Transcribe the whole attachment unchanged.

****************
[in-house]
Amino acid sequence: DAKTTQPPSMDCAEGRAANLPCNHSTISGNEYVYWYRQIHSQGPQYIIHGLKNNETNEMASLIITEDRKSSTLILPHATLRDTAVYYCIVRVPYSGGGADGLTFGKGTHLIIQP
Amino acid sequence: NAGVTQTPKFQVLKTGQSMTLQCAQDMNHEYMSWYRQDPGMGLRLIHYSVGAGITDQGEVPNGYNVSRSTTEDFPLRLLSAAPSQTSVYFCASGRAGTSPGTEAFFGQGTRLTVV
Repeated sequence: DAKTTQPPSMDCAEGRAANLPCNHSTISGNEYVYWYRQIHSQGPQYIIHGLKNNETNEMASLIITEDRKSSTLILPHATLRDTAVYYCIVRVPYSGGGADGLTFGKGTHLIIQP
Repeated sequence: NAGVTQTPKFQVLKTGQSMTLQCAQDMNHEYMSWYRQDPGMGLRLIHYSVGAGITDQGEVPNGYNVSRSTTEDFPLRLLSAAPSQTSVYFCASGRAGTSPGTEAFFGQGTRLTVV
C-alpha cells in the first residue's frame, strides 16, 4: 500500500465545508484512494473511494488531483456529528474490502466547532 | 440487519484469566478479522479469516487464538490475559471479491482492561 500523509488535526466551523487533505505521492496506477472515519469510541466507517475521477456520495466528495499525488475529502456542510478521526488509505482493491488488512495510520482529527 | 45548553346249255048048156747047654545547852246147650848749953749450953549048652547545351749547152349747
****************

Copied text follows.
[in-house]
Amino acid sequence: DAKTTQPPSMDCAEGRAANLPCNHSTISGNEYVYWYRQIHSQGPQYIIHGLKNNETNEMASLIITEDRKSSTLILPHATLRDTAVYYCIVRVPYSGGGADGLTFGKGTHLIIQP
Amino acid sequence: NAGVTQTPKFQVLKTGQSMTLQCAQDMNHEYMSWYRQDPGMGLRLIHYSVGAGITDQGEVPNGYNVSRSTTEDFPLRLLSAAPSQTSVYFCASGRAGTSPGTEAFFGQGTRLTVV
Repeated sequence: DAKTTQPPSMDCAEGRAANLPCNHSTISGNEYVYWYRQIHSQGPQYIIHGLKNNETNEMASLIITEDRKSSTLILPHATLRDTAVYYCIVRVPYSGGGADGLTFGKGTHLIIQP
Repeated sequence: NAGVTQTPKFQVLKTGQSMTLQCAQDMNHEYMSWYRQDPGMGLRLIHYSVGAGITDQGEVPNGYNVSRSTTEDFPLRLLSAAPSQTSVYFCASGRAGTSPGTEAFFGQGTRLTVV
C-alpha cells in the first residue's frame, strides 16, 4: 500500500465545508484512494473511494488531483456529528474490502466547532 | 440487519484469566478479522479469516487464538490475559471479491482492561 500523509488535526466551523487533505505521492496506477472515519469510541466507517475521477456520495466528495499525488475529502456542510478521526488509505482493491488488512495510520482529527 | 45548553346249255048048156747047654545547852246147650848749953749450953549048652547545351749547152349747